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The Last Sherlock Holmes Story (1995)

The Last Sherlock Holmes Story (1995)
4.06 of 5 Votes: 3
0194230074 (ISBN13: 9780194230070)
oxford uinversity press
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The Last Sherlock Holmes Story (1995)
The Last Sherlock Holmes Story (1995)

About book: You know the twist.You wouldn't be here if you didn't.But for the handful of readers who stumble here, innocent to the gory ways of the world, we'll ignore the twist in the room no matter how much Alfred Hitchcock and Rod Serling may stare at it jealously. Dibdin is the first to make a certain twist work. This will, perhaps, be his lasting memorial. But I say nothing more.This is, of course, one of innumerable stories pitting Sherlock Holmes against Jack the Ripper. More pour forth from pens every year, and it has bred into a subgenre within a subgenre within a subgenre. Despite that, and despite the shock of the twist, it remains one of the most successful. There's no need to rehash the plot: Jack the Ripper begins his spree and Holmes investigates. It is the same plot seen here and elsewhere and hither.What this book also does well, and does very well, is A) research into Victorian London and B) failing to give in to the fallacy of a first person account written like a novel. It is very much a memoir, and a painfully written one at that. We can hear Watson, and we can hear his pain.What doesn't the book do well? You may expect me to say "Sherlock Holmes," but Dibdin's handling of the Master Detective is perfectly canonical--to a point--and where he departs, the departure is perfectly reasonable. Where Dibdin fails in every attempt he makes to characterize Watson. It's difficult enough to believe he engaged prostitutes during his student days; it's impossible to believe he would defend this as "essentially innocent." Moreover, the climax is an under-developed mess. We have just enough data and detail for it to work, but not nearly as much data and detail as the emotions deserve.Should you read The Last Sherlock Holmes Story (particularly if, like me, you've put it off for ages for the obvious reason)? Yes. Unreservedly yes. If you can handle clinical descriptions of what the Ripper did--all, except for one point, historically accurate--then you should certainly read the book. Even if you disagree with his conclusions about Sherlock Holmes--as I do--everything involving Holmes and the Ripper prior to that point makes this the finest and most intriguing of this sub-sub-subgenre. Simply stop reading shortly prior to the death of Mary Jane Kelly. What occurs prior to that is simply excellent.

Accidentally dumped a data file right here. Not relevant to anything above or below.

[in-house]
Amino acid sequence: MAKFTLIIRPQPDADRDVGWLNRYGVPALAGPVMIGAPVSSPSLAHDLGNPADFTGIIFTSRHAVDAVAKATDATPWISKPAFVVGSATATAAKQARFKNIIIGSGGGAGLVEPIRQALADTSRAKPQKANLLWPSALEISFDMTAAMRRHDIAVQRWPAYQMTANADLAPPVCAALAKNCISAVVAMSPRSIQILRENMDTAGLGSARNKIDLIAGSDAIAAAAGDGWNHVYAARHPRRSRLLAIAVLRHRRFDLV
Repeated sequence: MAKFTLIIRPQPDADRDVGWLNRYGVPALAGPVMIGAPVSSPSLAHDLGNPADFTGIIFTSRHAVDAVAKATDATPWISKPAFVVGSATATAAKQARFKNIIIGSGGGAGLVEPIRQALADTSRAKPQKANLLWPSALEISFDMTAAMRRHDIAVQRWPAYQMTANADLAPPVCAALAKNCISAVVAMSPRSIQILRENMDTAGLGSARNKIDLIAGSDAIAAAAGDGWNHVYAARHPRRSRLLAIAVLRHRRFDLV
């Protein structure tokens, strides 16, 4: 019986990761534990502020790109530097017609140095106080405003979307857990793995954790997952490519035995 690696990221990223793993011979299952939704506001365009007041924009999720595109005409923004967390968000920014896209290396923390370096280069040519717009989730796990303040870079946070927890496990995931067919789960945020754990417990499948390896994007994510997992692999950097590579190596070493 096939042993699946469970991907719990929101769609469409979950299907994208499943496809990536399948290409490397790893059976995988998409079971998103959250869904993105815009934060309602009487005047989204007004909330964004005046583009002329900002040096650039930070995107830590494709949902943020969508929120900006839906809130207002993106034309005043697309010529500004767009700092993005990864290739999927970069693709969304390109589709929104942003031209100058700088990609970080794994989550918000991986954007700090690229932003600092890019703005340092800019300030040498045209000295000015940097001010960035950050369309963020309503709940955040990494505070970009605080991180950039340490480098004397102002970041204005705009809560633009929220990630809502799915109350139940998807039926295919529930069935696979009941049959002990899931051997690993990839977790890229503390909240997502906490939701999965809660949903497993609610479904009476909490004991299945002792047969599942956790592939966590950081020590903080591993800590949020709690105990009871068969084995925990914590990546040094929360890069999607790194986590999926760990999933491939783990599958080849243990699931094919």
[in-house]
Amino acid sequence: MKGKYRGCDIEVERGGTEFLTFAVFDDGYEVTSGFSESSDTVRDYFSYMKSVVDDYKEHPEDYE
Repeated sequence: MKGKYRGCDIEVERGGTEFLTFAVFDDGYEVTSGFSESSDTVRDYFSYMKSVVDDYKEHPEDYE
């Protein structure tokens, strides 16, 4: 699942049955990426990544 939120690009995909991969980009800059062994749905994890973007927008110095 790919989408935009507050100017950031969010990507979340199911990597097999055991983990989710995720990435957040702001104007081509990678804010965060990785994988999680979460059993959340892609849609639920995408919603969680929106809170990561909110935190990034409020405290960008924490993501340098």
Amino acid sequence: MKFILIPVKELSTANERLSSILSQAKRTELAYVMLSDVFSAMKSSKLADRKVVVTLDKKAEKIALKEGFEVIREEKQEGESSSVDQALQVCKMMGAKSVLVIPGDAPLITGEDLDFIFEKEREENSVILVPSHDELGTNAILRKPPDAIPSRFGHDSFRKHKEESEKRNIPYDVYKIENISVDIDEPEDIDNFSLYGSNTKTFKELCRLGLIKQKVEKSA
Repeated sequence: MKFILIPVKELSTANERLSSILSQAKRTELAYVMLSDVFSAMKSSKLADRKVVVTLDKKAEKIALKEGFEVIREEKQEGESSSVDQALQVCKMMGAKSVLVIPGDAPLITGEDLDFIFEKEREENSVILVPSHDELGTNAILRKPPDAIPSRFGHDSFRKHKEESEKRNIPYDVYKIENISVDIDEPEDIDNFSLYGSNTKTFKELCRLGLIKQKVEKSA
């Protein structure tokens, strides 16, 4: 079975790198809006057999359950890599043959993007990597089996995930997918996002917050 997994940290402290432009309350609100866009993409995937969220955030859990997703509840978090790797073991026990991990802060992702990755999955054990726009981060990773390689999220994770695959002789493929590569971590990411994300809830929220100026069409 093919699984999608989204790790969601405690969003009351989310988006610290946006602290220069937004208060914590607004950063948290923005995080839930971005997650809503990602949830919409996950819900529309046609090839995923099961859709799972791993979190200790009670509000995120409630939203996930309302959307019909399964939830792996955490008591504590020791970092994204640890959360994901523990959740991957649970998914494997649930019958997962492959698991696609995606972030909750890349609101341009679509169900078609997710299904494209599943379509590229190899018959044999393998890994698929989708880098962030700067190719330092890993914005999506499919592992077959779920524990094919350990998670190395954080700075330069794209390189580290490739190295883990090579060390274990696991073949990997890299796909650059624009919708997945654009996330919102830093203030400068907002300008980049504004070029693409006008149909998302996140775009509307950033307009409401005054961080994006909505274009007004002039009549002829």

I wasnt quite sure what is my feeling about this book. YES! I DO LOVE HOLMES. After i finished this book, my first thought was like what the hell! Dibdin just completely destroyed my holmes. But at the same time, i think he is kinda great writer. Considering the writing itself, i found it's quite enjoyable. Holmes met Jact the Ripper and then what? Holmes met Moriaty an then what? I just couldnt put my hands off the book ( i finished it like 2-3 hours). It almost a good book until i read the last 2-3 chapters. I was frustrated by the way Watson kept suspecious Holmes. I mean he's Holmes' bestfried for many years. Dibdin wrote as if he never trust in Holmes. He didnt see it with his own eyes nor did he had such a strong evidence to conclude that Holmes....( i dont want to spoil) and the Reichenbach Fall! well, i know we all felt the same. All in all, i was slightly admire Dindin for that twist ( who can think of that!) but....i dont know the ending just made me as mad as his Holmes.
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Riju Ganguly
An extremely clever take on the whole Holmes v/s Ripper concept, with a twist-ending that will take your breath away! I know, it reads like those blurbs that we get to read on paperbacks ('The cover will show you somebody shot/the back will tell you what is the plot'!), but that is the most succint description of this book that I can produce without producing spoilers en masse! Read it, curse Michael Dibdin to the core (the guy is dead, so really can't effect any harm), and then keep thinking: what if.... Recommended reading for stormy & foggy nights, when you are waiting for your family to return home, and the road is getting more & more deserted!
Although written in a style that reflects the original writings, I have to say, just didn't like this book because of the terrible way it made Sherlock Holmes appear. It was a twist that was obvious early in the book and it was sad that the author had to take Holmes and make him the killer. What is wrong with having heroes that are good? Why does it seem that if there is a twist, the good guy has to turn out to the be the evil one? With the way things are in the world, it would be nice to keep o
I had to take a few days to think about this one for a little bit -- and to decide exactly what my rating for it would be.This was my second read in my "Holmes vs. Jack the Ripper" reading project, after Lyndsay Faye's seriously remarkable "Dust and Shadow." As I said in my "Dust and Shadow" review, Faye's book was so good that it really set the mark by which I knew I'd be measuring all other Holmes-vs.-Ripper stories that followed, and I don't expect any others to ever top her efforts. I was in
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